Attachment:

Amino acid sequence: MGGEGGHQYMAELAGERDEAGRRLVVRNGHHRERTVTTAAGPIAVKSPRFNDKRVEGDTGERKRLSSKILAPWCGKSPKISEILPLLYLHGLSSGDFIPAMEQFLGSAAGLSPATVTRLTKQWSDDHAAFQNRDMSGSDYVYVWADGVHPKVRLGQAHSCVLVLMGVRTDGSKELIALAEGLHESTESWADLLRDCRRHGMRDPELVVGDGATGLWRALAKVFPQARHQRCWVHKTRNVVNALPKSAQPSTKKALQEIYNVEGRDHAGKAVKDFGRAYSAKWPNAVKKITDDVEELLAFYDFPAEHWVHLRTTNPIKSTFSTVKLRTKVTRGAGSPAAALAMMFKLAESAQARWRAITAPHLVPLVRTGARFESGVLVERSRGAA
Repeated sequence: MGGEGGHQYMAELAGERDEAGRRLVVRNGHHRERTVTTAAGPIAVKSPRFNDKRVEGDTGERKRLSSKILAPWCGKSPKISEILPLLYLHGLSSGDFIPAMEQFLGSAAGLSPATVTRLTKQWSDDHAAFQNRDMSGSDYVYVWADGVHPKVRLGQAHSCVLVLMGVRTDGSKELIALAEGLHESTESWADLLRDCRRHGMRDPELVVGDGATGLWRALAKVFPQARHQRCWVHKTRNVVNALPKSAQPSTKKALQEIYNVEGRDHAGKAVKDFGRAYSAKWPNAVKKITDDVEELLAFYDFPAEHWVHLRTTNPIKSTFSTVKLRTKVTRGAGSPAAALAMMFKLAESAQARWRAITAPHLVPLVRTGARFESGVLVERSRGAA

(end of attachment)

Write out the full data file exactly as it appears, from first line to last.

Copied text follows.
Amino acid sequence: MGGEGGHQYMAELAGERDEAGRRLVVRNGHHRERTVTTAAGPIAVKSPRFNDKRVEGDTGERKRLSSKILAPWCGKSPKISEILPLLYLHGLSSGDFIPAMEQFLGSAAGLSPATVTRLTKQWSDDHAAFQNRDMSGSDYVYVWADGVHPKVRLGQAHSCVLVLMGVRTDGSKELIALAEGLHESTESWADLLRDCRRHGMRDPELVVGDGATGLWRALAKVFPQARHQRCWVHKTRNVVNALPKSAQPSTKKALQEIYNVEGRDHAGKAVKDFGRAYSAKWPNAVKKITDDVEELLAFYDFPAEHWVHLRTTNPIKSTFSTVKLRTKVTRGAGSPAAALAMMFKLAESAQARWRAITAPHLVPLVRTGARFESGVLVERSRGAA
Repeated sequence: MGGEGGHQYMAELAGERDEAGRRLVVRNGHHRERTVTTAAGPIAVKSPRFNDKRVEGDTGERKRLSSKILAPWCGKSPKISEILPLLYLHGLSSGDFIPAMEQFLGSAAGLSPATVTRLTKQWSDDHAAFQNRDMSGSDYVYVWADGVHPKVRLGQAHSCVLVLMGVRTDGSKELIALAEGLHESTESWADLLRDCRRHGMRDPELVVGDGATGLWRALAKVFPQARHQRCWVHKTRNVVNALPKSAQPSTKKALQEIYNVEGRDHAGKAVKDFGRAYSAKWPNAVKKITDDVEELLAFYDFPAEHWVHLRTTNPIKSTFSTVKLRTKVTRGAGSPAAALAMMFKLAESAQARWRAITAPHLVPLVRTGARFESGVLVERSRGAA